The Real World Mastering Test

Multiple Format Master TestBeing located in Nashville, we know quite a few audio engineers and producers. While there are several great engineering schools close to the city, one of the largest ones that audio professionals come out of is the Recording Industry program at Middle Tennessee State University in Murfreesboro.

MTSU students majoring in the Recording Industry are required to produce an original recording in order to graduate. And, traditionally, the way that recording is evaluated is actually a pretty cool trick for producers everywhere.

The professor grading a student’s recording takes the CD to Best Buy and plays it through multiple stereos. It’s demoed on bookshelf stereos, home entertainment systems and everything else available. And what is the professor looking for? Consistency.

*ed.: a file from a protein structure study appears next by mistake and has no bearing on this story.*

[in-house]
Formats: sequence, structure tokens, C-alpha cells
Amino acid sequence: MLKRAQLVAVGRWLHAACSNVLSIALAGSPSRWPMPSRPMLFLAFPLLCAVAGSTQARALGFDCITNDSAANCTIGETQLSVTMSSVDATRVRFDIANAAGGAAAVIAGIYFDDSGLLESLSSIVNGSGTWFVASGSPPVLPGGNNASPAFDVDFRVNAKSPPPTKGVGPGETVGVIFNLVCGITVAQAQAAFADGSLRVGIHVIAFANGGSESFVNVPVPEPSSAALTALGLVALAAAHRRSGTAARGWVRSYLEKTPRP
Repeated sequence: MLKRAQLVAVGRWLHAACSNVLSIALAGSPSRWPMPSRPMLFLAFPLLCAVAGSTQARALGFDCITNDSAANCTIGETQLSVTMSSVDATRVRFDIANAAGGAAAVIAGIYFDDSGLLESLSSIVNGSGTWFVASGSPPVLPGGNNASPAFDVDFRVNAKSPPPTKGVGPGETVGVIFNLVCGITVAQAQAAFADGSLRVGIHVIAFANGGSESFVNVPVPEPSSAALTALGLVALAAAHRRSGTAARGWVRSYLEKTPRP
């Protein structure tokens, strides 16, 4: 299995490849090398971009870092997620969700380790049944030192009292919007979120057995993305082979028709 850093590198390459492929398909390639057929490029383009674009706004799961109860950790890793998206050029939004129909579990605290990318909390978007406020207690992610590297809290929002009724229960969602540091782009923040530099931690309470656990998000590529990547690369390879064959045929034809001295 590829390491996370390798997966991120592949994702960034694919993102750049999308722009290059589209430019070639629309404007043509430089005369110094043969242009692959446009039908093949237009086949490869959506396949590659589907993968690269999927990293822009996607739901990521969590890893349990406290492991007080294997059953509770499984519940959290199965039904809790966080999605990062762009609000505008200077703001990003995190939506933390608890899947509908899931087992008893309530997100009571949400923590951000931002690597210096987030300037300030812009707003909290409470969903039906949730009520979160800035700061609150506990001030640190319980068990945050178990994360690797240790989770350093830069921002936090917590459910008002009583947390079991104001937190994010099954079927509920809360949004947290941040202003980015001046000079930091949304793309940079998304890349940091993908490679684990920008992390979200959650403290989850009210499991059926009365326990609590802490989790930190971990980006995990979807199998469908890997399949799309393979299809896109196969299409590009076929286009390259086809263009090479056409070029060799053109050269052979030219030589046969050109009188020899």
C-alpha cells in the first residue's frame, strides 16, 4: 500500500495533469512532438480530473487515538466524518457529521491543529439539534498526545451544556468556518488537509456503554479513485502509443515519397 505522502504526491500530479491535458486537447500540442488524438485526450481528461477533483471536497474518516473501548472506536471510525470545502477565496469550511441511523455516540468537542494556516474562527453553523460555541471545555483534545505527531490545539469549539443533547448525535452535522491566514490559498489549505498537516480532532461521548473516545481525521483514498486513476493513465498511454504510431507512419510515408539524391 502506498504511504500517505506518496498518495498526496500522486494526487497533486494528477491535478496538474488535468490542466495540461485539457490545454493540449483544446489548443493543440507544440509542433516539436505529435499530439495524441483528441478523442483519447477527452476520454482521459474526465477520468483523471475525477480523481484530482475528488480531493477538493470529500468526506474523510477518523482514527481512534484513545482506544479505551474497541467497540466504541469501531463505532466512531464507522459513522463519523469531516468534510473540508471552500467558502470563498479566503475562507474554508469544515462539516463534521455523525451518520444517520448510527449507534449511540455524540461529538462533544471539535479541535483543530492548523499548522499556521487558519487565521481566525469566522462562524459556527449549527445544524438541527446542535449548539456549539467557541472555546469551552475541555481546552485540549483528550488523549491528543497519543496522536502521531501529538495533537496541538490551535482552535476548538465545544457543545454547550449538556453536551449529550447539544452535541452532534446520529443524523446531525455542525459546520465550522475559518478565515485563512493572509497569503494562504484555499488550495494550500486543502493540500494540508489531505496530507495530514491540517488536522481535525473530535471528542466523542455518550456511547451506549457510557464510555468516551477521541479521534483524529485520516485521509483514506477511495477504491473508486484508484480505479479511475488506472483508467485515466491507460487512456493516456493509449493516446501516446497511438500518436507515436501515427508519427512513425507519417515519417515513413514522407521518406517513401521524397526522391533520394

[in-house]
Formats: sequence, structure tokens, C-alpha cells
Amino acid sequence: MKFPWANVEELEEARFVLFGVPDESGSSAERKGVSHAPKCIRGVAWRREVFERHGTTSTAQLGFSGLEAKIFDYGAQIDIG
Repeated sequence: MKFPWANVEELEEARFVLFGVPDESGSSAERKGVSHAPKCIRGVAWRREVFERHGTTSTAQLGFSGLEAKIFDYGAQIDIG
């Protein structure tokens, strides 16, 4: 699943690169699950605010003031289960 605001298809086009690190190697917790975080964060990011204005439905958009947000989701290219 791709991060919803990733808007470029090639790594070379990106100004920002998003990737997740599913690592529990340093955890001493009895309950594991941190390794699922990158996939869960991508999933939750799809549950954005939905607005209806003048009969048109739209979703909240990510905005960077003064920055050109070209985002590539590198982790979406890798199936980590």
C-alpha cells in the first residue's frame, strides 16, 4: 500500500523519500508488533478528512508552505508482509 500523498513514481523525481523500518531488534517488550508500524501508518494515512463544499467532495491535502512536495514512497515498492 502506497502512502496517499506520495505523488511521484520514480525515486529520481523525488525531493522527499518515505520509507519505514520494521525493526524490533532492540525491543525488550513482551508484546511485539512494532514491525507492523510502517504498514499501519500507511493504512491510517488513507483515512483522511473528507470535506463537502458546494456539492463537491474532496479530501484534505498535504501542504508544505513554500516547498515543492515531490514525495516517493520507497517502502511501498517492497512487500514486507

A well mixed and mastered song ought to sound good in multiple different formats. One of the best ways to evaluate this quality is to, as MTSU knows, try it out in different formats.

Even with the best monitors and controllers giving out a flat response, demoing your mix in different formats can provide extra insights into how your music will sound in a different context. You may notice that the snare is too dominant on smaller speakers, or that the vocals are too bass-heavy in a car stereo. This feedback can be invaluable for putting final tweaks on your mix and master.

If your master can stand up to the real world “Best Buy” test, then you know you’ve hit the sweet spot.